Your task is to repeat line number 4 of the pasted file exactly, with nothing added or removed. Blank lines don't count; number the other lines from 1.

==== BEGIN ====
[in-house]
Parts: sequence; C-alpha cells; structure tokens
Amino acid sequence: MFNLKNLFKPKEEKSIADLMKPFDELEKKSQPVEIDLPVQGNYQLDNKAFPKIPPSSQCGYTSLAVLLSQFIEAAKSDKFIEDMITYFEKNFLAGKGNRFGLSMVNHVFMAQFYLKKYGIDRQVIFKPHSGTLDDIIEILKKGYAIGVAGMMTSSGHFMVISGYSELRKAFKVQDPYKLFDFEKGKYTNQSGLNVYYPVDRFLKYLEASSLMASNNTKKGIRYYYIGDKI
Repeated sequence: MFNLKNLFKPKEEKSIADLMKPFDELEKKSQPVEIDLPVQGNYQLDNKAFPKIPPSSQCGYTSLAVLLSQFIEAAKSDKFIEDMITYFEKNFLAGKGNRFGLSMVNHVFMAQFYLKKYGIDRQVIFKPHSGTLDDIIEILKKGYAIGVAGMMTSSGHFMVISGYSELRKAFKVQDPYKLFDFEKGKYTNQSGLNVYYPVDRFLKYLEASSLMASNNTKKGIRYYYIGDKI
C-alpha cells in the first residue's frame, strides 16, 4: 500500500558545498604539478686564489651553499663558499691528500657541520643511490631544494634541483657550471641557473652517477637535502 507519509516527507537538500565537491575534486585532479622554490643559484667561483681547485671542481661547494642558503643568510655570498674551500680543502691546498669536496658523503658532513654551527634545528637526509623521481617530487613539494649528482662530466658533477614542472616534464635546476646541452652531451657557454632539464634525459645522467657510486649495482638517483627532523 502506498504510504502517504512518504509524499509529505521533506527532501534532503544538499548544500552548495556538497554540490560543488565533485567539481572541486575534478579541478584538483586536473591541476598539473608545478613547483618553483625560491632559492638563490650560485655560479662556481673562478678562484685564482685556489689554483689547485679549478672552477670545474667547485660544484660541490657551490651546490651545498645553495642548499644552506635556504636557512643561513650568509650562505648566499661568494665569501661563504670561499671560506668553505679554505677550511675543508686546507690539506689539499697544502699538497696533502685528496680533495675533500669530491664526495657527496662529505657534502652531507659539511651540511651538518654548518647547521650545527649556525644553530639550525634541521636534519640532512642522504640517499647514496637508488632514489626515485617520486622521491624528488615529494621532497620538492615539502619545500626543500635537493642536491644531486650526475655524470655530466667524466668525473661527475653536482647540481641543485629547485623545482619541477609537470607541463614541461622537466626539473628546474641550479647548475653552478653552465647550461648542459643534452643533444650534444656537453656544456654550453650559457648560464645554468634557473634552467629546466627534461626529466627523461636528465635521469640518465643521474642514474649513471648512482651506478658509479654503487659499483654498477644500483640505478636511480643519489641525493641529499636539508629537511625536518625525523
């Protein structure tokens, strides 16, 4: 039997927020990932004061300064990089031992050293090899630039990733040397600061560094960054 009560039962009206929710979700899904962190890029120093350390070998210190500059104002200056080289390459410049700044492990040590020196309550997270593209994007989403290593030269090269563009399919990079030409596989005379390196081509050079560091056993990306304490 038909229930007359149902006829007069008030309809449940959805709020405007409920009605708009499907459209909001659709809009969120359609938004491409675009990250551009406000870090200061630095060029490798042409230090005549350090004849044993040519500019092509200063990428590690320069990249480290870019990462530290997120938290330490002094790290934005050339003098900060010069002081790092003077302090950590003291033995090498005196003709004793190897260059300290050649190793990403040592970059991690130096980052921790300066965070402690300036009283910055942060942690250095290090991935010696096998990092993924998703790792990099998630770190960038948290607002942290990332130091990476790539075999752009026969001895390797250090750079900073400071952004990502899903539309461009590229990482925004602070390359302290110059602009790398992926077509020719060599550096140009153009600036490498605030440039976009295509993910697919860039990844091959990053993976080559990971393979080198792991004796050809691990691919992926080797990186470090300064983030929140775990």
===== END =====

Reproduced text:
Repeated sequence: MFNLKNLFKPKEEKSIADLMKPFDELEKKSQPVEIDLPVQGNYQLDNKAFPKIPPSSQCGYTSLAVLLSQFIEAAKSDKFIEDMITYFEKNFLAGKGNRFGLSMVNHVFMAQFYLKKYGIDRQVIFKPHSGTLDDIIEILKKGYAIGVAGMMTSSGHFMVISGYSELRKAFKVQDPYKLFDFEKGKYTNQSGLNVYYPVDRFLKYLEASSLMASNNTKKGIRYYYIGDKI